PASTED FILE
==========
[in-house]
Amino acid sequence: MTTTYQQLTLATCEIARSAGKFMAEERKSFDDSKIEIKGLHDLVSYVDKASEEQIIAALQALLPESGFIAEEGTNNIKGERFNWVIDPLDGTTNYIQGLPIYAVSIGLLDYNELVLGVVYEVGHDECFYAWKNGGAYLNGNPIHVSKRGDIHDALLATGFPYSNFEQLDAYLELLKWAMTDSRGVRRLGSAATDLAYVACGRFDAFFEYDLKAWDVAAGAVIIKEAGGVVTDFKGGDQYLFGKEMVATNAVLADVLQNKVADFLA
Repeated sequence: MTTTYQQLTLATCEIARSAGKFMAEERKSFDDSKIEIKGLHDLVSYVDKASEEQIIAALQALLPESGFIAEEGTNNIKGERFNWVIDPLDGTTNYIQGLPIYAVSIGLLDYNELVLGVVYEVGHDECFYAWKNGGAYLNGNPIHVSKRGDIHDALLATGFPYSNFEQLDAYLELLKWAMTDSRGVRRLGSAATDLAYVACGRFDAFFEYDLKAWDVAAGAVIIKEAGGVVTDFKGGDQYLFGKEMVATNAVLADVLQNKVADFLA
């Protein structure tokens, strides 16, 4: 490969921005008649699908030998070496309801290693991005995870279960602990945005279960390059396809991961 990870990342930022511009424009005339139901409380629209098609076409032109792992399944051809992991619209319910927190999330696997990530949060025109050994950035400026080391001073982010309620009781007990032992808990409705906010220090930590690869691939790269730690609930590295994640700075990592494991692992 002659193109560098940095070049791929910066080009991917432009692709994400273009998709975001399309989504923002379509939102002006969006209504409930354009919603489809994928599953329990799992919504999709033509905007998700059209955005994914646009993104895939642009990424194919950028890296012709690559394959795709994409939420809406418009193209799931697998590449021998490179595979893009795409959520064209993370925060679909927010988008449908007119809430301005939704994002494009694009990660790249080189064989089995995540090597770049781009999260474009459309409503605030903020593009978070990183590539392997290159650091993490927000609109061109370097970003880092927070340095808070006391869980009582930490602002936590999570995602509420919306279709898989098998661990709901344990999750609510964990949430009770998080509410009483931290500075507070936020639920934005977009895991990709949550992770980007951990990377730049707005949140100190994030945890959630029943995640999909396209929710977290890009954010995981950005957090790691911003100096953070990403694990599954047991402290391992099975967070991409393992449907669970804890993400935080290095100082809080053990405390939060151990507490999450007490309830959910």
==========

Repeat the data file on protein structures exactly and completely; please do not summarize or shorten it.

[in-house]
Amino acid sequence: MTTTYQQLTLATCEIARSAGKFMAEERKSFDDSKIEIKGLHDLVSYVDKASEEQIIAALQALLPESGFIAEEGTNNIKGERFNWVIDPLDGTTNYIQGLPIYAVSIGLLDYNELVLGVVYEVGHDECFYAWKNGGAYLNGNPIHVSKRGDIHDALLATGFPYSNFEQLDAYLELLKWAMTDSRGVRRLGSAATDLAYVACGRFDAFFEYDLKAWDVAAGAVIIKEAGGVVTDFKGGDQYLFGKEMVATNAVLADVLQNKVADFLA
Repeated sequence: MTTTYQQLTLATCEIARSAGKFMAEERKSFDDSKIEIKGLHDLVSYVDKASEEQIIAALQALLPESGFIAEEGTNNIKGERFNWVIDPLDGTTNYIQGLPIYAVSIGLLDYNELVLGVVYEVGHDECFYAWKNGGAYLNGNPIHVSKRGDIHDALLATGFPYSNFEQLDAYLELLKWAMTDSRGVRRLGSAATDLAYVACGRFDAFFEYDLKAWDVAAGAVIIKEAGGVVTDFKGGDQYLFGKEMVATNAVLADVLQNKVADFLA
């Protein structure tokens, strides 16, 4: 490969921005008649699908030998070496309801290693991005995870279960602990945005279960390059396809991961 990870990342930022511009424009005339139901409380629209098609076409032109792992399944051809992991619209319910927190999330696997990530949060025109050994950035400026080391001073982010309620009781007990032992808990409705906010220090930590690869691939790269730690609930590295994640700075990592494991692992 002659193109560098940095070049791929910066080009991917432009692709994400273009998709975001399309989504923002379509939102002006969006209504409930354009919603489809994928599953329990799992919504999709033509905007998700059209955005994914646009993104895939642009990424194919950028890296012709690559394959795709994409939420809406418009193209799931697998590449021998490179595979893009795409959520064209993370925060679909927010988008449908007119809430301005939704994002494009694009990660790249080189064989089995995540090597770049781009999260474009459309409503605030903020593009978070990183590539392997290159650091993490927000609109061109370097970003880092927070340095808070006391869980009582930490602002936590999570995602509420919306279709898989098998661990709901344990999750609510964990949430009770998080509410009483931290500075507070936020639920934005977009895991990709949550992770980007951990990377730049707005949140100190994030945890959630029943995640999909396209929710977290890009954010995981950005957090790691911003100096953070990403694990599954047991402290391992099975967070991409393992449907669970804890993400935080290095100082809080053990405390939060151990507490999450007490309830959910």